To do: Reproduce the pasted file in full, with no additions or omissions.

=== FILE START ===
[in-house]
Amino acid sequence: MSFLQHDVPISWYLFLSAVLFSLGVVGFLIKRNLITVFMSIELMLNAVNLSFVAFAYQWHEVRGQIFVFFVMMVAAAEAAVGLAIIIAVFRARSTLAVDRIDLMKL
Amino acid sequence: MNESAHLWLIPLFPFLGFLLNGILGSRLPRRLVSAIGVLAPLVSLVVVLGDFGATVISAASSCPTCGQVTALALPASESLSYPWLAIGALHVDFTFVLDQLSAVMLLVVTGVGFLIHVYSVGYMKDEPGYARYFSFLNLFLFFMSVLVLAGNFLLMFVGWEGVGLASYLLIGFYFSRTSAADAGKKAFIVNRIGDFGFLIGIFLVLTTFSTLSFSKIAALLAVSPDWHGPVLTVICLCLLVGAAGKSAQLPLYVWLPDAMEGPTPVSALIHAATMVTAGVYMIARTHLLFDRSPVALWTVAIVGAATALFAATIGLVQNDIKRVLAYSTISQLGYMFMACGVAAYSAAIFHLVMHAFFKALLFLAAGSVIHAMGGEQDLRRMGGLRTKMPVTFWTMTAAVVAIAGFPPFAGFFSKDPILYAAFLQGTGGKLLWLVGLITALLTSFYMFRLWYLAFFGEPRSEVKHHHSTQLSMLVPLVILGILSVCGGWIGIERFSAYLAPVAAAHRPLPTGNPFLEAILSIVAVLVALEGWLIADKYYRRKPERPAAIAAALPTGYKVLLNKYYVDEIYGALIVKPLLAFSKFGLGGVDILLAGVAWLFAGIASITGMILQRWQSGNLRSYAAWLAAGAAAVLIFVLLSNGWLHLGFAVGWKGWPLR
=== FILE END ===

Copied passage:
[in-house]
Amino acid sequence: MSFLQHDVPISWYLFLSAVLFSLGVVGFLIKRNLITVFMSIELMLNAVNLSFVAFAYQWHEVRGQIFVFFVMMVAAAEAAVGLAIIIAVFRARSTLAVDRIDLMKL
Amino acid sequence: MNESAHLWLIPLFPFLGFLLNGILGSRLPRRLVSAIGVLAPLVSLVVVLGDFGATVISAASSCPTCGQVTALALPASESLSYPWLAIGALHVDFTFVLDQLSAVMLLVVTGVGFLIHVYSVGYMKDEPGYARYFSFLNLFLFFMSVLVLAGNFLLMFVGWEGVGLASYLLIGFYFSRTSAADAGKKAFIVNRIGDFGFLIGIFLVLTTFSTLSFSKIAALLAVSPDWHGPVLTVICLCLLVGAAGKSAQLPLYVWLPDAMEGPTPVSALIHAATMVTAGVYMIARTHLLFDRSPVALWTVAIVGAATALFAATIGLVQNDIKRVLAYSTISQLGYMFMACGVAAYSAAIFHLVMHAFFKALLFLAAGSVIHAMGGEQDLRRMGGLRTKMPVTFWTMTAAVVAIAGFPPFAGFFSKDPILYAAFLQGTGGKLLWLVGLITALLTSFYMFRLWYLAFFGEPRSEVKHHHSTQLSMLVPLVILGILSVCGGWIGIERFSAYLAPVAAAHRPLPTGNPFLEAILSIVAVLVALEGWLIADKYYRRKPERPAAIAAALPTGYKVLLNKYYVDEIYGALIVKPLLAFSKFGLGGVDILLAGVAWLFAGIASITGMILQRWQSGNLRSYAAWLAAGAAAVLIFVLLSNGWLHLGFAVGWKGWPLR